Knowledge isn’t everything

February 23, 2020 Sandra Dawes

I’m taking a course right now and the teacher made a good point in her introduction that got me thinking. She talks about the different types of students she encounters; there are the enthusiastic students, the readers, and the implementers.

It served as a reminder that knowledge is only as good as what we do with it. We can take all the courses in the world, attend every personal growth seminar and read all the books, but if we don’t do anything with the knowledge we gain, it’s kind of a waste, isn’t it? What’s the point in spending all that time learning new things if we aren’t going to incorporate it into our lives in some way?

I think that the challenge comes from the fact that the implementation of the things we learn is going to take work. It’s going to require a change of some kind and that’s not something a lot of us are comfortable with. Whether that change is releasing an old habit or stepping outside of our comfort zone, it means entering the realm of the unknown.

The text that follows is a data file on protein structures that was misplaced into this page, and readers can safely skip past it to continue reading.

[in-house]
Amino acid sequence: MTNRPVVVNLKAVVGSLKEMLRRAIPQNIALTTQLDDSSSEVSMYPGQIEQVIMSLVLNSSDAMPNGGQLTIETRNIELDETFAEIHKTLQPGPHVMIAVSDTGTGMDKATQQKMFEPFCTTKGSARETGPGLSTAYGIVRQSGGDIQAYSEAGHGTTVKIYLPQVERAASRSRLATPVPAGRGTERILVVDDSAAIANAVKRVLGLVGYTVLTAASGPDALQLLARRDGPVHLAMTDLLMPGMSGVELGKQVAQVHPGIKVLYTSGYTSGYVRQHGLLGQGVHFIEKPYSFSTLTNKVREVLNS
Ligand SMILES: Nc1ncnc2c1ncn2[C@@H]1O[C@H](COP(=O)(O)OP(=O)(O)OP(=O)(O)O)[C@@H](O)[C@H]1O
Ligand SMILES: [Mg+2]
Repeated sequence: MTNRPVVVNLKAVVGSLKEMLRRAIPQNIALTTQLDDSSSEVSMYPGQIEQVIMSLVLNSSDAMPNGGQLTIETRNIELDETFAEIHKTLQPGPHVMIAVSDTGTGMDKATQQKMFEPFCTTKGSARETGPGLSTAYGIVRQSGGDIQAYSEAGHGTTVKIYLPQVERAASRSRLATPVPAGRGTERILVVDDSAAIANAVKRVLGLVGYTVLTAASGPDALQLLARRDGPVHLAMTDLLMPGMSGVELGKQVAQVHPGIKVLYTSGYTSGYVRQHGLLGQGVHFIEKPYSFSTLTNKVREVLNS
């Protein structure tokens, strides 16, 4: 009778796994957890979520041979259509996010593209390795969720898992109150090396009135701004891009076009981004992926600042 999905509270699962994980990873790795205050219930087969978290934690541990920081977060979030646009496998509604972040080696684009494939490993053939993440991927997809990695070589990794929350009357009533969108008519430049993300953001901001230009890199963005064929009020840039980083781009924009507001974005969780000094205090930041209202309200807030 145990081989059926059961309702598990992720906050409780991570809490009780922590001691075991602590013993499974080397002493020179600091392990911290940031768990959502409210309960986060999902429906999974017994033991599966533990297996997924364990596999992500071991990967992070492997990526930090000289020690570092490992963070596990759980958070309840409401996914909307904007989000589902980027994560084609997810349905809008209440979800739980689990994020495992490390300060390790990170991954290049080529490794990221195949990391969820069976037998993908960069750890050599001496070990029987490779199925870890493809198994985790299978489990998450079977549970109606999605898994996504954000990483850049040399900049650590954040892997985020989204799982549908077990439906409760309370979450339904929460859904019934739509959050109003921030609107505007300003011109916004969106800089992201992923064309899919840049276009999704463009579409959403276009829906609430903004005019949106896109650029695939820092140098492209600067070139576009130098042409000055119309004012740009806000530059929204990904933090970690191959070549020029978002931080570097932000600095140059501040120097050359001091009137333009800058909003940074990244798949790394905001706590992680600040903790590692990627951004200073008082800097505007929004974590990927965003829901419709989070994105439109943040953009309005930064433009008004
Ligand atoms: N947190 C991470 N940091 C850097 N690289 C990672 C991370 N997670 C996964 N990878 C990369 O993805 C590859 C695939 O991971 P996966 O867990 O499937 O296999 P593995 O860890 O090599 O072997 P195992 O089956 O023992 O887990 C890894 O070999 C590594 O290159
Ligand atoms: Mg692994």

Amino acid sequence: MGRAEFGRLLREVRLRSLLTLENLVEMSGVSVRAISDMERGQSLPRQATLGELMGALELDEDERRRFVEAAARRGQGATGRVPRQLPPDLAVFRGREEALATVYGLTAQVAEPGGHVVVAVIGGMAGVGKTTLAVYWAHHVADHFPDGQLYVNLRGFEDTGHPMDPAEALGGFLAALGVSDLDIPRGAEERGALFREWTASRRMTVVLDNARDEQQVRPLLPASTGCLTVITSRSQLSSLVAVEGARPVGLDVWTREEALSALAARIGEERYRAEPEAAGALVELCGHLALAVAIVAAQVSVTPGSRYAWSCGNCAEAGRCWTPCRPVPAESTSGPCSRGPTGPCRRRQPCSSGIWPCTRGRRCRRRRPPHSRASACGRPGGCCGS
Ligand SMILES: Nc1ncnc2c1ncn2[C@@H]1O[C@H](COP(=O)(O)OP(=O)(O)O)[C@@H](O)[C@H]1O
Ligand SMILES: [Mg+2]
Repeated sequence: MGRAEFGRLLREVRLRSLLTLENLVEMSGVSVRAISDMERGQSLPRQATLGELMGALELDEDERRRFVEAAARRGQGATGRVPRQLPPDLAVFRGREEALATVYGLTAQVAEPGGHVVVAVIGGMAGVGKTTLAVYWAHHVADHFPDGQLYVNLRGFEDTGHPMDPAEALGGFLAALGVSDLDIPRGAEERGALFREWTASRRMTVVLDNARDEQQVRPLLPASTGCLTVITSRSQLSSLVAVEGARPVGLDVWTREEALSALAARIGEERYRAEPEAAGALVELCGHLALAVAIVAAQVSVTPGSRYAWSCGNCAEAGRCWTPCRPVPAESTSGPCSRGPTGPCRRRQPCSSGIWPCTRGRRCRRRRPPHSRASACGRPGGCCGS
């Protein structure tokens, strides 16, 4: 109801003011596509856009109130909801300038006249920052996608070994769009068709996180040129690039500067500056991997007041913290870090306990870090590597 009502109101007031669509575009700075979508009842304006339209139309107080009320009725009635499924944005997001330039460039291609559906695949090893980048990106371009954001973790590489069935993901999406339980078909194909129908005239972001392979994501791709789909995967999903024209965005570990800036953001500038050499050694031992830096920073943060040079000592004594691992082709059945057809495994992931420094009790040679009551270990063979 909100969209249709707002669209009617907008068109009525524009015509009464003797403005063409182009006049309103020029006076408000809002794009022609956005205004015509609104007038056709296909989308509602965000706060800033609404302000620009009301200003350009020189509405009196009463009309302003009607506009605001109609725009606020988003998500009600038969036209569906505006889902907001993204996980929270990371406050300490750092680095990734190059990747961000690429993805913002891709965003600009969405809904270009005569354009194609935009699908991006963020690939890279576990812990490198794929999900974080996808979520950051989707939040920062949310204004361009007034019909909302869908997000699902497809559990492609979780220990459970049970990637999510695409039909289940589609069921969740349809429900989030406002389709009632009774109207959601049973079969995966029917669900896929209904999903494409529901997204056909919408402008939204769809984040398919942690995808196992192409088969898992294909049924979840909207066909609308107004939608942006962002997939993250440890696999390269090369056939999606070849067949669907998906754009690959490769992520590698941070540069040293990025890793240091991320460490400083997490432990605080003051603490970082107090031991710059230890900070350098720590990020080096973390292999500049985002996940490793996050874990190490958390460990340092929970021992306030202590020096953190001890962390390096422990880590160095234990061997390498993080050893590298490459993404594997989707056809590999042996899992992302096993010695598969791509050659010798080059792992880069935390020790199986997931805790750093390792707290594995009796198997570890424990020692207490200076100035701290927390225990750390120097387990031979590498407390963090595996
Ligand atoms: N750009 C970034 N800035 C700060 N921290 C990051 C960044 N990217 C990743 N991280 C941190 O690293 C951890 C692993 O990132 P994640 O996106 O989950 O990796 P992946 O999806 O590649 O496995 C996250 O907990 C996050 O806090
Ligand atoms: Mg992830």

It’s important to remember why we sought out the knowledge in the first place. There’s a reason we signed up for the course, bought the book or registered for the seminar. There was something that we wanted to learn more about. I don’t think that most of us want knowledge for knowledge’s sake, we seek it to make our lives better. The only way that’s going to happen is if we implement the things that we learn after we gain the knowledge we sought.

I feel like it’s important to mention that implementation is a process. It’s not likely that we’re going to see results right away and that’s okay. We have to realize that we didn’t get where we are right now overnight, so any significant shift is going to take time as well.

The reality is that without actually implementing the things that we’ve learned, we’re just hoarders of knowledge. A gym membership isn’t going to get us in shape if we don’t actually go to the gym. Buying healthy food isn’t enough to make us healthy if it just stays in the fridge and goes bad. It takes more than intentions to make meaningful changes in our lives. We have to be willing to take action.

Are you ready to implement what you’ve learned?

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